“The Dems think it would be bad for them politically if U.S. schools open before the November Election, but is important for the children & families,” he wrote. “May cut off funding if not open!”

Early in the pandemic, Trump administration officials say they did not frequently discuss school reopening in task force meetings because they did not expect the pandemic to last this long.

Yet in July, the president became fixated on reopening schools even though polling was not in his favor. Trump was confident, he told political advisers, that reopening schools would be a popular position — particularly in the suburbs — and grew frustrated when he repeatedly saw on news programs that districts were reluctant to reopen.

“They should be taking every step they can to push resources into the schools so that they can open safely — additional resources for testing, even if they can’t test the entire student population,” said Scott Gottlieb, former FDA commissioner in the Trump administration. “Test students who might become symptomatic in a nurse’s office.”

“You need to get resources to offset these costs,” he added. “You’re going to have a divide between the have and have-nots if you don’t.”

Gottlieb also said that federal agencies should also provide more guidance on reducing risk in the classroom, including more elaboration on what conditions should trigger opened schools to close again.

In a call with reporters Wednesday morning, Trump campaign spokesman Tim Murtaugh highlighted what he said were “at least two very important reasons” to reopen schools this fall.

“One, obviously, to keep educating children so that they don’t effectively miss an entire year of school,” Murtaugh said. “And two, give parents the certainty of schools reopening so they can return to work and get the economy moving even faster to recovery.”

Murtaugh called on the former vice president “to demand that Nancy Pelosi pass the bill that the president has requested, for $105 billion to get schools the equipment they need to reopen safely. He has not said a word about that, as far as we know.”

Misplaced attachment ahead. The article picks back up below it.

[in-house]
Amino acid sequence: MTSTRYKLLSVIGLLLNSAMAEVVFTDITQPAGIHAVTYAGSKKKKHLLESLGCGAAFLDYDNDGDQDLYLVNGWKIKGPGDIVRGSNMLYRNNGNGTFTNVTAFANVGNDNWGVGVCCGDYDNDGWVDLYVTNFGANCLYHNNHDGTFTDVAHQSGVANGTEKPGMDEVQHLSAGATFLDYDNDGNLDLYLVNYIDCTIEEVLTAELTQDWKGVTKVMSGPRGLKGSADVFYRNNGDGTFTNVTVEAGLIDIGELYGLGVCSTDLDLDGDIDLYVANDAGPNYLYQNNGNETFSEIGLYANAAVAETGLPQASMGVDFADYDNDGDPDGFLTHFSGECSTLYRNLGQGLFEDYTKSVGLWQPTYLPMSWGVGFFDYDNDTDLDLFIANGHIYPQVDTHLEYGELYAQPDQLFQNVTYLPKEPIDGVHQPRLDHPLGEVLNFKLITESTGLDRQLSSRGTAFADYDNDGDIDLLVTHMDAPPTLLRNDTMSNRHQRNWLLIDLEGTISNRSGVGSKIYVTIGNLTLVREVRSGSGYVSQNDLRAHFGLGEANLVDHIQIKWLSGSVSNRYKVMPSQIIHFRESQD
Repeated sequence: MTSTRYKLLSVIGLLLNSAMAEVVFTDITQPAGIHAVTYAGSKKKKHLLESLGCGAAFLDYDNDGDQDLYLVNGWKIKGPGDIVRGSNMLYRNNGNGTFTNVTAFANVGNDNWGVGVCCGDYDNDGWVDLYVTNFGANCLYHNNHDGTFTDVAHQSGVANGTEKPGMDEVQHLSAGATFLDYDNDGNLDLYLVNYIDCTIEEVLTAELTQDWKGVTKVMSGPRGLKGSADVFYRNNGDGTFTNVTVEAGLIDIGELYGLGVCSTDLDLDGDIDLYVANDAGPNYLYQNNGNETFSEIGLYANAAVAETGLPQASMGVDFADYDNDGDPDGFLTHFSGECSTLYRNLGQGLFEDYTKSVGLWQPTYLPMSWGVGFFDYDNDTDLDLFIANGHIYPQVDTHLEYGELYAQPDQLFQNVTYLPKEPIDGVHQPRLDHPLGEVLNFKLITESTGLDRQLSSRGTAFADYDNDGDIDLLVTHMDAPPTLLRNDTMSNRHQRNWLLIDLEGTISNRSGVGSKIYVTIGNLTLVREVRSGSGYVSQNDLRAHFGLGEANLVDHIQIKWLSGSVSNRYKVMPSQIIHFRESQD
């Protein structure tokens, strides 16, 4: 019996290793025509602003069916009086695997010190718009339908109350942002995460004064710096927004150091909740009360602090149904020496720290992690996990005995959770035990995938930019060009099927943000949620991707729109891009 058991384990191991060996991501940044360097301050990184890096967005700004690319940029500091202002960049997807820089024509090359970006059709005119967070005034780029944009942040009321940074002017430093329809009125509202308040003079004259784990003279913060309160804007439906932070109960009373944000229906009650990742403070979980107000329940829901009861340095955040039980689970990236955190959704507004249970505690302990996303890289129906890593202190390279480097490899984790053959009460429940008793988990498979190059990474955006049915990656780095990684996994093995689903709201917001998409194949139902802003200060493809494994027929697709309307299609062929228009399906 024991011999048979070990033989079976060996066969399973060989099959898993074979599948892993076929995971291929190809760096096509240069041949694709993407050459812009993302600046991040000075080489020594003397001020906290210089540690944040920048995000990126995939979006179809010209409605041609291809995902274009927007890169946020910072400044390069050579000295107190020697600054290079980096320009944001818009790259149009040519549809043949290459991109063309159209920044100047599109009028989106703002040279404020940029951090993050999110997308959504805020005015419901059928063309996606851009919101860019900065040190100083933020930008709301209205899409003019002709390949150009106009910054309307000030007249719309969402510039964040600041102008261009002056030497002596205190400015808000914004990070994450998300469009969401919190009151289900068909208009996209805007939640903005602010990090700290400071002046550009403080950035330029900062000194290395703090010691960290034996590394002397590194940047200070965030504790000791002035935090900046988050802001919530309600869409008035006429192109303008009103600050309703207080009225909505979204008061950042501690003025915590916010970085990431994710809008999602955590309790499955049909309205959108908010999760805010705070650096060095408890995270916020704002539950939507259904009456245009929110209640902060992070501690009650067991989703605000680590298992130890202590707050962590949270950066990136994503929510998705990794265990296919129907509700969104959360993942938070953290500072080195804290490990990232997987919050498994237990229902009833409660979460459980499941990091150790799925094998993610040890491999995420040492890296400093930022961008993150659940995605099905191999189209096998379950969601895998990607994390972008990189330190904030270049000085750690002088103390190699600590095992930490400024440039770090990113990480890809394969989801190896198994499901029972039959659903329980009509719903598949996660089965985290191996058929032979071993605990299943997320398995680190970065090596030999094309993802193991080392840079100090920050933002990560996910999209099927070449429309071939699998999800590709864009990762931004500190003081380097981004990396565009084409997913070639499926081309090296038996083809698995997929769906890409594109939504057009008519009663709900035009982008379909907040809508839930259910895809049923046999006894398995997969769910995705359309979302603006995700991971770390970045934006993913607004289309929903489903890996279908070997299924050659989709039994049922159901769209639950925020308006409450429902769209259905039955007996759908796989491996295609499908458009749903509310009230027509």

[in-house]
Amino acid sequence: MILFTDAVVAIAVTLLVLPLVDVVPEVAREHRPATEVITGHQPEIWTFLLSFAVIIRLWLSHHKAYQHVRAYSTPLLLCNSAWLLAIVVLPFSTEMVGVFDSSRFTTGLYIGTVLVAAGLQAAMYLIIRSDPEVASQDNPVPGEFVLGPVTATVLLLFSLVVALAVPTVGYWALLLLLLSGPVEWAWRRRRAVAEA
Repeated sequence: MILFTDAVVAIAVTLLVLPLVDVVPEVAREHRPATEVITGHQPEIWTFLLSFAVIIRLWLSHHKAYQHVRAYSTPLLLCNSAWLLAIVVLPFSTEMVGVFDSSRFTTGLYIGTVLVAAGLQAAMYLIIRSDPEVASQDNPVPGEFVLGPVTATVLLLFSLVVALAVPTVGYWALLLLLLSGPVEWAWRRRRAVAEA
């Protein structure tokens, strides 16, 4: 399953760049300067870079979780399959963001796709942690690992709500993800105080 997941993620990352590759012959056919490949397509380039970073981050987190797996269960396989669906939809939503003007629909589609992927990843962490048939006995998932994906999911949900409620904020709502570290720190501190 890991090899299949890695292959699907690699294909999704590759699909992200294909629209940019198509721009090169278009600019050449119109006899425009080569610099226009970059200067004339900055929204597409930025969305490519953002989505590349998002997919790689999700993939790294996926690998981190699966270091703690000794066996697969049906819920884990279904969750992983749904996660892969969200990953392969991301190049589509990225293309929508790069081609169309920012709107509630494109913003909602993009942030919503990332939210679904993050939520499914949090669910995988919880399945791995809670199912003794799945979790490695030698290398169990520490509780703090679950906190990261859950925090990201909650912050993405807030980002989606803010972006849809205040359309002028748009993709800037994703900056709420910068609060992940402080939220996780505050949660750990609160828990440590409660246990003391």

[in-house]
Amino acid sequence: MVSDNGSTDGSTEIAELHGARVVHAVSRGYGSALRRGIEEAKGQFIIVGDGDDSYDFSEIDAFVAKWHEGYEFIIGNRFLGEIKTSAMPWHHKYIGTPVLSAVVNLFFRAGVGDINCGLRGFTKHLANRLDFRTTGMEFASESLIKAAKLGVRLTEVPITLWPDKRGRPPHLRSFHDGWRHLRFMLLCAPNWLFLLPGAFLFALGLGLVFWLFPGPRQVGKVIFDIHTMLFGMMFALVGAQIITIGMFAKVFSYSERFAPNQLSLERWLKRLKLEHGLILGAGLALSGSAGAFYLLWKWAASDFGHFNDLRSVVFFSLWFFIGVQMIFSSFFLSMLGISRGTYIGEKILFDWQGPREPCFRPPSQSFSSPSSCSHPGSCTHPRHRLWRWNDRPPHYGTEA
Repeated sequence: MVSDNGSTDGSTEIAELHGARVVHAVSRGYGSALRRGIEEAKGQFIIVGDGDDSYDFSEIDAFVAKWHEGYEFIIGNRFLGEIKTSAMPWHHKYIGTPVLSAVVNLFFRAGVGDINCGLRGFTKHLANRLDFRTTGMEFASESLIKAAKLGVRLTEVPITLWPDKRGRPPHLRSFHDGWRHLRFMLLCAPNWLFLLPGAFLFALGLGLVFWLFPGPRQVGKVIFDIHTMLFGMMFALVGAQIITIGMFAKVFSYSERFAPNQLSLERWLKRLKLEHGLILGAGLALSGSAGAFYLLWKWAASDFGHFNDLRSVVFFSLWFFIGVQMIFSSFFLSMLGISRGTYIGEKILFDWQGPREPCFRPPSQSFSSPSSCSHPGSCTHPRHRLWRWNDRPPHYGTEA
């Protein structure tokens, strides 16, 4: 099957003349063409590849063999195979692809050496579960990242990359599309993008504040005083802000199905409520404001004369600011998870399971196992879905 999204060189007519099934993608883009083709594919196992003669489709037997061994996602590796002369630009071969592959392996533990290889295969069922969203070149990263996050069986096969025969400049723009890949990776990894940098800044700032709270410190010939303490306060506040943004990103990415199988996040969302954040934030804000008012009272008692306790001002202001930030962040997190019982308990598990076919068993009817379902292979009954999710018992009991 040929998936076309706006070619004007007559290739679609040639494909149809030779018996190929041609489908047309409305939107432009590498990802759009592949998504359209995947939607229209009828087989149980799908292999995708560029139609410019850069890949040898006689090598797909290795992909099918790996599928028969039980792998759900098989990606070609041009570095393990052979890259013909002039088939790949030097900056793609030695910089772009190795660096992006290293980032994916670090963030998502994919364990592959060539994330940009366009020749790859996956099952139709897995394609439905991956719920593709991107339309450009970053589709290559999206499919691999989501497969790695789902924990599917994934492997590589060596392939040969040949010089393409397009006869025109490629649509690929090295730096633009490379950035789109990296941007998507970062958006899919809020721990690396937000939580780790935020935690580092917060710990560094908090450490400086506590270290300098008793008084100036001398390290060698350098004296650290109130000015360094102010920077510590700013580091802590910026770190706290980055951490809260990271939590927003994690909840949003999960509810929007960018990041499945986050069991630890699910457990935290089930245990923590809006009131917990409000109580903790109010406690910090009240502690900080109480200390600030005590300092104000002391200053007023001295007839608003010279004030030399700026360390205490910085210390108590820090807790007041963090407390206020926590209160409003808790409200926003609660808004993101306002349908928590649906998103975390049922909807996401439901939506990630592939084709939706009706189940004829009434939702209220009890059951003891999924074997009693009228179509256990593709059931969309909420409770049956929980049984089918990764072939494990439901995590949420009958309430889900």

Biden has urged Trump to negotiate with congressional leaders to help pass legislation that would pump more money into schools. Biden pointed to an estimate from the Schools Superintendents Association that projected schools need about $200 billion for this academic year alone to make classrooms safe.

“Mr. President, where are you?” Biden asked, looking into the camera. “Where are you? Why aren’t you working on this?”

He added: “Get off Twitter. And start talking to the congressional leaders of both parties . . . You always talk about your ability to negotiate. Negotiate a deal.”

Murtaugh said the Trump team believes that schools can reopen, and reopen safely — despite the lack of guidance for schools districts about what constitutes a safe reopening. “He always casts things as an either/or situation: Either we can open up, or we can be safe,” Murtaugh said. “The president disagrees with that. It can be both. The economy and schools can both be open and be safe.”

The issue of reopening schools has been a point of tension between Deborah Birx and Scott Atlas, two of the president’s advisers on the pandemic. Birx has argued it may be safe reopen many schools, but only in areas with lower levels of cases, and she has cited studies warning against school reopenings. Atlas has pushed for schools everywhere to be reopened, a position more in line with the president’s wishes.

Anthony S. Fauci, director of the National Institute of Allergy and Infectious Diseases, meanwhile, has taken a grimmer view of reopening.

A senior administration official said that while the Centers for Disease Control and Prevention recently released new guidelines for safely getting students back into classrooms, the administration’s overarching strategy so far has been to encourage state and local governments to create their own plans for how and when their districts should reopen. Another Trump administration priority is ensuring flexibility for both parents and students, so that families can choose schooling options that are best for them and their needs, and recognizing that needs vary by state.

The administration has also released guidelines for how colleges and universities can safely reopen, and the senior administration official said both advisers and medical professionals on the team are united in the belief that it is safer for college students to return to campus, in part because they are generally a lower-risk group. Still, the reopening of campuses has led to multiple outbreaks among students and staff members.

The administration also plans to allocate a specific number of the tests to historically Black colleges and universities, in part because Black Americans have proved to be at higher risk, the official said.